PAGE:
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Star-Bulletin Features

Monday, November 6, 2000

Manoa Valley Theatre
The "Sisters Matsumoto" are, from left, Summie
Choy, Wendy Muraoka-Larrow and Dian Kobayashi.

All can identify
with ‘Sisters’
search for home

By Stephanie Kendrick

The internment of Japanese-Americans during World War II has inspired so many writers and other artists that the thought of another play on the subject might well lead one to ask, why?

"There was a period of time when I was working with a theater company and we did nothing but camp plays," said actress Dian Kobayashi. "I didn't think I could ever do another one."

Two things changed her mind. First, she kept running into people who either didn't know about the internment or had learned about it from one of those plays.

Second, Philip Kan Gotanda wrote "Sisters Matsumoto," perhaps the first post-camp play.

In Gotanda's drama, three sisters return from World War II's internment camps to their once-thriving family farm in California and attempt to rebuild their unrecognizable lives.

The family, once prosperous members of a white country club, lost almost all of its wealth and must reinvent its reality.

Kobayashi plays Grace, the more traditional of the three sisters, in Manoa Valley Theatre's production of "Sisters Matsumoto," which opens Wednesday.

Working on the play has affected the cast and crew in different ways.

For Kobayashi, it has raised questions about how she defines home.

"Home has a lot to do with shaping who you are," said the Big Island native, whose family moved to California when she was a child. She studied drama at the University of Hawai'i, then moved back to the mainland and has gone back and forth since, now living in Los Angeles.

"In a lot of ways, I still consider this my home," said Kobayashi.

Being from Hawaii has shaped how she thinks about race and her own identity.

Kobayashi tells a story of being in a play with four other Japanese-American actresses. One, a nisei from California, one day raised the question of how they each defined themselves.

"Immediately, the two of us from Hawaii said, 'We feel we're from Hawaii. That's who we are,' " said Kobayashi.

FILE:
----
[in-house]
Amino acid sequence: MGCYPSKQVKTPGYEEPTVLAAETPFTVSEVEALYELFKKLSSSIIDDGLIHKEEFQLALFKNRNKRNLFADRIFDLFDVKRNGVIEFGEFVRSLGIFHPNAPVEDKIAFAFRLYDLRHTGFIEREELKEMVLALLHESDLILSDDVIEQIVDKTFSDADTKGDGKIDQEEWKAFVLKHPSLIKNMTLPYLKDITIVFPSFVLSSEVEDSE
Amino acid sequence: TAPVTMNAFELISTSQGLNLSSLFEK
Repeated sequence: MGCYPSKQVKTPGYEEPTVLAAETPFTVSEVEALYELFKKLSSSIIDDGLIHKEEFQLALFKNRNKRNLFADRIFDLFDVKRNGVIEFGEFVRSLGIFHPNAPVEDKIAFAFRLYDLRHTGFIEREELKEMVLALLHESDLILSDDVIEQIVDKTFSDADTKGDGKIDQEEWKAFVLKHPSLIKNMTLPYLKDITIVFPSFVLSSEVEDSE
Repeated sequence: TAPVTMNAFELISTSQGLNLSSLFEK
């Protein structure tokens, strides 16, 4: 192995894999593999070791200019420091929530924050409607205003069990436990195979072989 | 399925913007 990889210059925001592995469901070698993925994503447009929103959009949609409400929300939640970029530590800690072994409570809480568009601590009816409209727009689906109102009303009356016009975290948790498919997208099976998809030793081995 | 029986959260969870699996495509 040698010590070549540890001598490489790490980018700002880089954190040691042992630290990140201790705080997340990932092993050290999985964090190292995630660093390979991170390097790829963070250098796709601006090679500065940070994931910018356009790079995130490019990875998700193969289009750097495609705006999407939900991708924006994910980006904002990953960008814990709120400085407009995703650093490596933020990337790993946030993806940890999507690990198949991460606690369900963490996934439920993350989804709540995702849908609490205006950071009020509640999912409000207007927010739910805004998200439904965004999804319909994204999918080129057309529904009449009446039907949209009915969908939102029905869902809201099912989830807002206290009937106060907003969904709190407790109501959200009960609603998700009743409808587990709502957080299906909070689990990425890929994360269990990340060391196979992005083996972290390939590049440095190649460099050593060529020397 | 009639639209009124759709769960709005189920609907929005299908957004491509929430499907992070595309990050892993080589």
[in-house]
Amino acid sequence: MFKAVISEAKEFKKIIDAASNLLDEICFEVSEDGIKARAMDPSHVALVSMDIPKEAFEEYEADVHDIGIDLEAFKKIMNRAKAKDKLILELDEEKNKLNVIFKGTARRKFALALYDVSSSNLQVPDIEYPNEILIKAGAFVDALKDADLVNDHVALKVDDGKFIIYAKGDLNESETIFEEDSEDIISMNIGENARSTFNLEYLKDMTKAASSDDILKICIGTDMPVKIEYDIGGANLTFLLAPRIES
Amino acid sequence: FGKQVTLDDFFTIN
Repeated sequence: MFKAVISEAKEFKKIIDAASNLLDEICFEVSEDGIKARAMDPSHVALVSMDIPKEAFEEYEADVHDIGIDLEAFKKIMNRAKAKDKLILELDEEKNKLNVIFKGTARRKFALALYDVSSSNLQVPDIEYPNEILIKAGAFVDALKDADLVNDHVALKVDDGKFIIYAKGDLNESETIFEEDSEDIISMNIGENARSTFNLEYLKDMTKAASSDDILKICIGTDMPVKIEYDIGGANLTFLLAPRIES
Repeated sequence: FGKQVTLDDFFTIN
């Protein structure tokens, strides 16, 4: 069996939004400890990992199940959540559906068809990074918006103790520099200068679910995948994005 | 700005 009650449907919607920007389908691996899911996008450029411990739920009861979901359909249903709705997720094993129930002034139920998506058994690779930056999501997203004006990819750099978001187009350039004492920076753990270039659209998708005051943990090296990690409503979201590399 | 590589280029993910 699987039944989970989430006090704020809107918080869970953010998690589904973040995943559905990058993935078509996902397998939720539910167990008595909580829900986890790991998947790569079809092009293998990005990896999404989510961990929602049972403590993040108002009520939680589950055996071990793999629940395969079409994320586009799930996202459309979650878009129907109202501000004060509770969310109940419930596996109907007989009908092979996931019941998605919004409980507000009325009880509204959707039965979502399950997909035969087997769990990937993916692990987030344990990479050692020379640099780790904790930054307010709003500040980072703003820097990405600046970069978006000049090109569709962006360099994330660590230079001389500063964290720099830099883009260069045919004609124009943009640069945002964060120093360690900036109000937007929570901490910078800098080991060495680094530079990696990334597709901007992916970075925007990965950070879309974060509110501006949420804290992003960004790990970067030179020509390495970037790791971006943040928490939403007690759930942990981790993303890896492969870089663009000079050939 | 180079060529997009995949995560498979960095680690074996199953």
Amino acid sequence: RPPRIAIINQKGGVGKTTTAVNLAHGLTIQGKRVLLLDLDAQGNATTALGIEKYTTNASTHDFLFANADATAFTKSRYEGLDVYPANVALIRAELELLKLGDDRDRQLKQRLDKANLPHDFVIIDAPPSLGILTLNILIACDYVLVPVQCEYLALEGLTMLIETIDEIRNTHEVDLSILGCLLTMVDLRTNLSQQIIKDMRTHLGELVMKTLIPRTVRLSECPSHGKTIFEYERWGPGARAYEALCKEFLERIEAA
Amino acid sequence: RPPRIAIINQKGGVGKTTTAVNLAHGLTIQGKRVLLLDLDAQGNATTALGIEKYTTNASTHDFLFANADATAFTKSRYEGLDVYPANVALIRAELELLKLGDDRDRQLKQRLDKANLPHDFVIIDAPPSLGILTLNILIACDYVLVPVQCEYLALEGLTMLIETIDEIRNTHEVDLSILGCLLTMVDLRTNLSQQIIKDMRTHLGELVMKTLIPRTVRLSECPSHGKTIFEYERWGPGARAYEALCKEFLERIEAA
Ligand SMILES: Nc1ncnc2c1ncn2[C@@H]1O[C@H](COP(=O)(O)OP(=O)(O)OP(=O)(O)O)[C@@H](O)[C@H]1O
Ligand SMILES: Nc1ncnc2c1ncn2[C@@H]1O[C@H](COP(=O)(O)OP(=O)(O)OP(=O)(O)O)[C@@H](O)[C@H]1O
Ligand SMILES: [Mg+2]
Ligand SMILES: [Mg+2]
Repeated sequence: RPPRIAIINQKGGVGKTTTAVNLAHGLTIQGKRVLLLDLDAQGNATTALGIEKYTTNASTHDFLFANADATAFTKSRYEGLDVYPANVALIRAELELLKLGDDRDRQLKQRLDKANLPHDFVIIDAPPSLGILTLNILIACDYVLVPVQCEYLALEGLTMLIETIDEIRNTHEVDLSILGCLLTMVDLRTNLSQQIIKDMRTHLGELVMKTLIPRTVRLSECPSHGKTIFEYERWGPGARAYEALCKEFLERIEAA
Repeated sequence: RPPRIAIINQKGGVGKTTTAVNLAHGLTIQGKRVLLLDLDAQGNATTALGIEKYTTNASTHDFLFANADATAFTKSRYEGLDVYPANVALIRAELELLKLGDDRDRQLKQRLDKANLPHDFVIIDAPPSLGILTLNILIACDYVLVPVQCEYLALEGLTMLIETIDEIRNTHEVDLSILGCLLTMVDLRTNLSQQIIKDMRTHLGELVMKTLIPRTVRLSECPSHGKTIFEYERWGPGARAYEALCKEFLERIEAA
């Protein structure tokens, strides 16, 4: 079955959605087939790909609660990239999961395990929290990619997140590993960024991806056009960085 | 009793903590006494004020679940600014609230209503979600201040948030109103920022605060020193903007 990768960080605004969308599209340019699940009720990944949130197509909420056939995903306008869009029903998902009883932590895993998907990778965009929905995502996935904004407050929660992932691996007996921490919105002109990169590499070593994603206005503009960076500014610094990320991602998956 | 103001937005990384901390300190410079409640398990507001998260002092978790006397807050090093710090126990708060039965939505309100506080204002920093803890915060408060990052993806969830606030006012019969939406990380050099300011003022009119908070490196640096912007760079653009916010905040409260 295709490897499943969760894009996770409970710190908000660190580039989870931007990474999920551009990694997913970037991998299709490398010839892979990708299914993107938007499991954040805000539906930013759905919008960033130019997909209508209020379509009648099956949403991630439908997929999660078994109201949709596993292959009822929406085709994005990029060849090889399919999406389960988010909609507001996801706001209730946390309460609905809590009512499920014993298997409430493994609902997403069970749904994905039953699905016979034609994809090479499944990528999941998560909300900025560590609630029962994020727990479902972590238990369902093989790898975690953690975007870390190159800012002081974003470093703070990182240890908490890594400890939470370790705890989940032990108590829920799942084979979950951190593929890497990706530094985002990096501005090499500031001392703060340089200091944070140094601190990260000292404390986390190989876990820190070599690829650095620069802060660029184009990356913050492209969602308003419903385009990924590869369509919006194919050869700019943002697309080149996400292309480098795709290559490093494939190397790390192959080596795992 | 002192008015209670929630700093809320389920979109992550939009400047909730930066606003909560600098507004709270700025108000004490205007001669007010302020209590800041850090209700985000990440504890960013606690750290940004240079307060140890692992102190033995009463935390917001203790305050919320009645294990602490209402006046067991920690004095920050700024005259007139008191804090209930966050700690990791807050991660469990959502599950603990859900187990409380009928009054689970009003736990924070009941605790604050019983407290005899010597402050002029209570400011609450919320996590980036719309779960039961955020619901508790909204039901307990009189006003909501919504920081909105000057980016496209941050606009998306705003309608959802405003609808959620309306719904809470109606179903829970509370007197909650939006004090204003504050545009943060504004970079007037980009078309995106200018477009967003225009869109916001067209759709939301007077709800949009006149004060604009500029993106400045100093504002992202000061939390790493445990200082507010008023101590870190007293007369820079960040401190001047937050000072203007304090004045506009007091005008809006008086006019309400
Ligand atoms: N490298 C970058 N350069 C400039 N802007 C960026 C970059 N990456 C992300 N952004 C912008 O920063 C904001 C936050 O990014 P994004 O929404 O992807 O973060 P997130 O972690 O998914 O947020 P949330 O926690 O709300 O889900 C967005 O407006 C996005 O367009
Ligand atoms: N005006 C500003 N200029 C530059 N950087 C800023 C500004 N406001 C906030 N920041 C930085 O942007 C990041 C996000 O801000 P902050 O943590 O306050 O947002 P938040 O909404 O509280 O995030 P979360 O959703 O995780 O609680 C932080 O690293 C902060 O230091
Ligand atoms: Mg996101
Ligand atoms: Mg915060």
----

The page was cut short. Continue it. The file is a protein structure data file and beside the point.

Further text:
The two women from California thought of themselves as Japanese-American and the one hapa actress, who was Japanese and Italian by ethnicity, defined herself as American.

Like the characters in the play, Kobayashi acknowledges the home she comes back to here is not the one she left. The Kapoho of her youth was one of chicken coops, outhouses and rain barrels. It no longer exists, she said, though she feels connected to it

"It has forced me to reexamine what I consider home, or where I consider home," said Kobayashi.

Director Phyllis Look said Gotanda's play has given her a renewed appreciation for the power of theater.

"The richness of the characters Philip has created for us, they inspire us," she said. "No other form could do what this play does in terms of making you live in these people's shoes."

The sister described as "vivacious" in the text notes, Chiz, is played by Sammie Choy. She is inspired by the generation of Japanese-Americans portrayed in the drama and their accomplishments in the face of such challenges.

The different way the characters in the play respond to their situation also impressed her.

"Even though we're a family unit, we hardly agree on things," said Choy. "It would be great if people appreciated that there are different possible reactions to these things and they're all very human reactions."

The humanity of Gotanda's characters makes this a play about people rather than racism, said Look. "(The humanity of his characters) has nothing to do with race. A bad marriage is a bad marriage no matter what the color of the people. Young love is young love, no matter what the color," she said.

"They don't think of themselves as Japanese nationals. That's the crime. They (442nd Japanese-American troops) were as American as the Texans rescued in the Lost Battalion."

The heroism of WWII's Japanese-American soldiers, many of whom came from families incarcerated by their own country, is well known. As is the fact that the majority of those interned chose to rebuild their lives in the United States after the war.

"That generation not only sacrificed by going into the camps to prove their patriotism and loyalty, but they sacrificed again, sometimes in terms of their own mental health in terms of having to pick up the pieces and start again," said Look. "They were, in their hearts, American. The majority of them were American citizens."

While the lessons of this story seem familiar, there is ample evidence they have not been learned, said Kobayashi.

"When we were at war with Iraq, there was talk about isolating the Iraqi-Americans," she said. The Japanese-American community organized a protest and the idea was not pursued.

"Hardship and injustice can happen any time," she said. "This could be anybody's family.

"I hope they will come away with the feeling that they have become part of this family," she said. "Ultimately, it is a story about the triumph of the human spirit."

'Sisters Matsumoto'

Bullet On stage: Wednesday to Nov. 26, at 7:30 p.m. Wednesdays and Thursdays, 8 p.m. Fridays and Saturdays, and 4 p.m. Sundays
Bullet Place: Manoa Valley Theatre
Bullet Tickets: $22; discounts available for seniors, military, students and patrons under 25
Bullet Call: 988-6131

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